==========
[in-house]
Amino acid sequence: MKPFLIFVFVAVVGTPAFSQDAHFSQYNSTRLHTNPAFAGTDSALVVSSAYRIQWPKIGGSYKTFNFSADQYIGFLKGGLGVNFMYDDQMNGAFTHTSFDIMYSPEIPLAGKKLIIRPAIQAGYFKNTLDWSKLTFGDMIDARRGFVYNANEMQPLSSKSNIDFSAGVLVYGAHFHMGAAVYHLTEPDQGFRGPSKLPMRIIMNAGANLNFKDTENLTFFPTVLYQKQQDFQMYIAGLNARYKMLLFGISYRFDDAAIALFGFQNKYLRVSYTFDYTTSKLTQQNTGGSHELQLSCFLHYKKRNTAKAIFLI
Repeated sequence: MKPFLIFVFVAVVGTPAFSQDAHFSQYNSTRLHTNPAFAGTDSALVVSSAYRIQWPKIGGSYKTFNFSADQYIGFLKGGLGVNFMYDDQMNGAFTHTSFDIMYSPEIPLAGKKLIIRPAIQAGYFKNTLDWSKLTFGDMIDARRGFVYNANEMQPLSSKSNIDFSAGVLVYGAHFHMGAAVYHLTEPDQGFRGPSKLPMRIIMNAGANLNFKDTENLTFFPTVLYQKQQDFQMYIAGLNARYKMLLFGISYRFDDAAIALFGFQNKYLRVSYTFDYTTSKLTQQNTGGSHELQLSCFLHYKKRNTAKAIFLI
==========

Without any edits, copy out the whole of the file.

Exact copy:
[in-house]
Amino acid sequence: MKPFLIFVFVAVVGTPAFSQDAHFSQYNSTRLHTNPAFAGTDSALVVSSAYRIQWPKIGGSYKTFNFSADQYIGFLKGGLGVNFMYDDQMNGAFTHTSFDIMYSPEIPLAGKKLIIRPAIQAGYFKNTLDWSKLTFGDMIDARRGFVYNANEMQPLSSKSNIDFSAGVLVYGAHFHMGAAVYHLTEPDQGFRGPSKLPMRIIMNAGANLNFKDTENLTFFPTVLYQKQQDFQMYIAGLNARYKMLLFGISYRFDDAAIALFGFQNKYLRVSYTFDYTTSKLTQQNTGGSHELQLSCFLHYKKRNTAKAIFLI
Repeated sequence: MKPFLIFVFVAVVGTPAFSQDAHFSQYNSTRLHTNPAFAGTDSALVVSSAYRIQWPKIGGSYKTFNFSADQYIGFLKGGLGVNFMYDDQMNGAFTHTSFDIMYSPEIPLAGKKLIIRPAIQAGYFKNTLDWSKLTFGDMIDARRGFVYNANEMQPLSSKSNIDFSAGVLVYGAHFHMGAAVYHLTEPDQGFRGPSKLPMRIIMNAGANLNFKDTENLTFFPTVLYQKQQDFQMYIAGLNARYKMLLFGISYRFDDAAIALFGFQNKYLRVSYTFDYTTSKLTQQNTGGSHELQLSCFLHYKKRNTAKAIFLI